What the economic data do not reveal is that organized crime continues on a scale not seen anywhere else in South America, while the area of the country under the control of the BACRIM continues to expand. This is especially worrisome as the 2016 peace treaty between the government and the FARC led to a marked decline in violence and a significant jump in popular optimism. The resurgence of the BACRIM and the accompanying drug trafficking, violence and illegal mining almost certainly lie behind the malaise expressed by the street violence over the past few months. It is marked in the public opinion polls of those who express their disapproval of the government and President Ivan Duque.
The lack of governance over these zones has a heavy impact on levels of violence.
The geographical distribution of illegal activity is significant. The overwhelming portion of the areas in which the BACRIM essentially replace the state is rural and heavily concentrated along the western and northern parts of the country. The lack of governance over these zones has a heavy impact on levels of violence, the number of displaced people, the security of infrastructure projects, and the continuity of daily life.
The national homicide rate is down, as is the number of displaced people. But the violence and the instability are concentrated in these areas. Cities also have much higher rates of school attendance, which translates into much higher rates of social mobility.
One of the obvious consequences of this pattern of rural violence and the absence of state control is the dramatic rise in the cultivation of illegal crops. Part of the increase results from the termination of U.S.-funded spraying and crop-substitution programs. Relations between Washington and Bogota have become strained due to the end of these programs and of the increase in coca production.
Illegal gold mining has increased by 8 percent over the past year, mainly in the departments of Antioquia, Valle del Cauca, Cauca, Choco, Cordoba, Bolivar and North Santander. The combination of this activity with other illicit businesses such as narcotics and smuggling has created “conglomerates of illegality” that sustain the BACRIM while hampering economic development.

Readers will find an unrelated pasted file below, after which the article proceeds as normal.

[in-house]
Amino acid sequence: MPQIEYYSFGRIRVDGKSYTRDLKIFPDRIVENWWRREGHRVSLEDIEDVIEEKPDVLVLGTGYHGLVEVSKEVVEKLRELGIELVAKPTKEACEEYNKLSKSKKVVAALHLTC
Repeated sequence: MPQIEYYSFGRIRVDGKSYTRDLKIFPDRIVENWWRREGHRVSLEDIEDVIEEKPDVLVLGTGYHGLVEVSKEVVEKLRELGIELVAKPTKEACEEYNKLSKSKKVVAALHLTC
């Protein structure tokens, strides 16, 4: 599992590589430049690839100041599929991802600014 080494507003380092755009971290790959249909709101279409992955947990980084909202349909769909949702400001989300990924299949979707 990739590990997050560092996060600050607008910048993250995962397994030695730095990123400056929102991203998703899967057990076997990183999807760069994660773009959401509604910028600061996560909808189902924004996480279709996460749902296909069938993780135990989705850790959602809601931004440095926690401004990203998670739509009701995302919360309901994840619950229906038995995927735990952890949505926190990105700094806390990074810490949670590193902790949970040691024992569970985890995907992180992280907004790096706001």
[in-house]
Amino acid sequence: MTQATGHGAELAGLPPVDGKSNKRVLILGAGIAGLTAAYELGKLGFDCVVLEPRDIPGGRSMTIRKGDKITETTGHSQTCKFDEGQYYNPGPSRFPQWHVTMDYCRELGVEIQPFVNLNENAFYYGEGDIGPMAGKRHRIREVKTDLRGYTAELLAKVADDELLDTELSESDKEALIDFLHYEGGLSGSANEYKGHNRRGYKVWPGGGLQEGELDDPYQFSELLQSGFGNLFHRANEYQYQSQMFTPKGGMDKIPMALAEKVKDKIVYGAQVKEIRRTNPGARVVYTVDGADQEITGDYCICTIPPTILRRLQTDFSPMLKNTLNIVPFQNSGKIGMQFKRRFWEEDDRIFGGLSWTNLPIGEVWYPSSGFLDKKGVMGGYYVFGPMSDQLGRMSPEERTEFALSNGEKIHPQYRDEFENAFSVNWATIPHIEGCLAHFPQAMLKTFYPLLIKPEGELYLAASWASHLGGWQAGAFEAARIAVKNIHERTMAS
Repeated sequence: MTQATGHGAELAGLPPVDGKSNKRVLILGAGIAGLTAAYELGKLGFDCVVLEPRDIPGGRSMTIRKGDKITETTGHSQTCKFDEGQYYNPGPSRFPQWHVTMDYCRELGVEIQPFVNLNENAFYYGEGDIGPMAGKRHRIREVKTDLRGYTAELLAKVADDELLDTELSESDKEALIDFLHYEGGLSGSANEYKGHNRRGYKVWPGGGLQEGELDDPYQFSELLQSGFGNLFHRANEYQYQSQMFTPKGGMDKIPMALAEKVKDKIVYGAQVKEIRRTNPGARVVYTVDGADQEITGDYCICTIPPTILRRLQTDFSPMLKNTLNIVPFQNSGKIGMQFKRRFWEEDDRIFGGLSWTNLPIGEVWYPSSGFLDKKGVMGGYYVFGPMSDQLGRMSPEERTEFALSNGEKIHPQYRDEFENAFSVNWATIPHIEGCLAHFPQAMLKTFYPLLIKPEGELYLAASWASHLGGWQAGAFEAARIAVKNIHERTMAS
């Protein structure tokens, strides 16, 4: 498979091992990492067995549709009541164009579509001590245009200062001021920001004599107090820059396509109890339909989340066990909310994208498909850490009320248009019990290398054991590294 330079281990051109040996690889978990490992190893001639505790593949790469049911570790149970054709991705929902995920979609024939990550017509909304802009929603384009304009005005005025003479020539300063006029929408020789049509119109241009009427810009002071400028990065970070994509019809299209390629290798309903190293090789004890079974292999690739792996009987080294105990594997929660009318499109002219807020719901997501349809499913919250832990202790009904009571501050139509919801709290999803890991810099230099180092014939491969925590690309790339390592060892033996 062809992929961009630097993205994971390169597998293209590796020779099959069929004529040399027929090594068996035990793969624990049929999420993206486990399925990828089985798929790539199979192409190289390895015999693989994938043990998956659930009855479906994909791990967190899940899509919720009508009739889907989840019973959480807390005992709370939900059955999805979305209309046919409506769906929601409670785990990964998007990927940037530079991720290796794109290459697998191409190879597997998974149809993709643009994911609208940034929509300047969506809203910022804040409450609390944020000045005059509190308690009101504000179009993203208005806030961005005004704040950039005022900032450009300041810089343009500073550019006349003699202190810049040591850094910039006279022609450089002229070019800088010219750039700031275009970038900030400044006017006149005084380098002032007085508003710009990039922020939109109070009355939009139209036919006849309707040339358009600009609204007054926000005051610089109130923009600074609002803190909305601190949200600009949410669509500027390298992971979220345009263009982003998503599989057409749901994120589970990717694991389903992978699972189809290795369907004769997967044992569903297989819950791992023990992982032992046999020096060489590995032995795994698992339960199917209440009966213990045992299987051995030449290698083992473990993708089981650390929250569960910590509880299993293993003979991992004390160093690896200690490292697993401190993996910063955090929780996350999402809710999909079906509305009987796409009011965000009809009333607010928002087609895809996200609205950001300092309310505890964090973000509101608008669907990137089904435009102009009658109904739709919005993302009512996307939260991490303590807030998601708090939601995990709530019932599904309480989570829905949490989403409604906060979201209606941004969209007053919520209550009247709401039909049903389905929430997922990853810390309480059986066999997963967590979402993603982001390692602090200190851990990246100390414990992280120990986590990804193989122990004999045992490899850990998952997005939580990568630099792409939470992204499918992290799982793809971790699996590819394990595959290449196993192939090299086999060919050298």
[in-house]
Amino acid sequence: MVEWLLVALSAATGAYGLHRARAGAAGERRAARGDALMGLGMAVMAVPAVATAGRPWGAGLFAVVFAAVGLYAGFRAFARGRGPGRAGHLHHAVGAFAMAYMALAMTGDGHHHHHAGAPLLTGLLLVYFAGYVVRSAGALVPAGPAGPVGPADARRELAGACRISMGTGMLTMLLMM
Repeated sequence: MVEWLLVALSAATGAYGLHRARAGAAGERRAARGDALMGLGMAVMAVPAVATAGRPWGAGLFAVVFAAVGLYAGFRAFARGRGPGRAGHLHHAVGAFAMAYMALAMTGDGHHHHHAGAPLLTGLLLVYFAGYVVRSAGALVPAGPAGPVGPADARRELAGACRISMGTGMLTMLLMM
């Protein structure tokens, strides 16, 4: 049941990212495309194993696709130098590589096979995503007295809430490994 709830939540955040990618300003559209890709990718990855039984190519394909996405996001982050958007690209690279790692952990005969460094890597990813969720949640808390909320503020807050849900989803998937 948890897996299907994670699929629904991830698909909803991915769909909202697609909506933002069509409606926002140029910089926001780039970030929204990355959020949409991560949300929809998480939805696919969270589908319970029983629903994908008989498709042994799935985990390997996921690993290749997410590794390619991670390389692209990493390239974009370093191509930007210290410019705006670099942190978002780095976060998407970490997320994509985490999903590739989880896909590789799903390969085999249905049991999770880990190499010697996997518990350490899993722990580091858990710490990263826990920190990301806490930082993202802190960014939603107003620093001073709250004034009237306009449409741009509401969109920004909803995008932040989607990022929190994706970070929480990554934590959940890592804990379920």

Inequality and poverty
As Colombia’s middle class expands and becomes more politically active, it is growing increasingly concerned by the country’s economic inequity. Colombia is one of the most unequal countries in Latin America. The Gini coefficient, a common measure of income inequality, has risen over the past two years to reach 51.7 percent. Wealth is more concentrated among the top 10 percent in Colombia than in most other countries in the region. It is no accident that the other Latin American country with a similar concentration of wealth is Mexico, where the drug economy also plays a significant role.
The middle class has another disadvantage in that 52 percent of those 25 years of age and older have less than a secondary education. Some 62 percent of people in the lower-middle class have not finished high school. The lack of education is a serious threat to social mobility.
A more positive note is the continuing decline in the number of displaced people. During the years of civil violence, nearly a quarter of a million people were displaced each year. By the time the peace treaty was signed in 2016, the total number of people displaced by the guerrillas and by paramilitary bands had surpassed four million. Since 2016, the number of declared refugees has fallen to 100,000 per year and the numbers for 2019 indicate that the total will be significantly less. As the terms of the peace treaty are carried out, this number should continue to drop.
Colombia’s protesters are demanding programs that reduce poverty and secure the welfare of the population.
Over the past few months guerrillas and several BACRIM have been fighting for control of strategic regions, generating new internal displacements. The Duque government has sent representatives to these areas but for now there is no clear strategy to bring areas with high levels of illegal economic activity (such as growing illicit crops, illegal mining and cocaine production) under state control. These regions include Antioquia, North Santander, Narino, Arauca, Choco, and Cauca.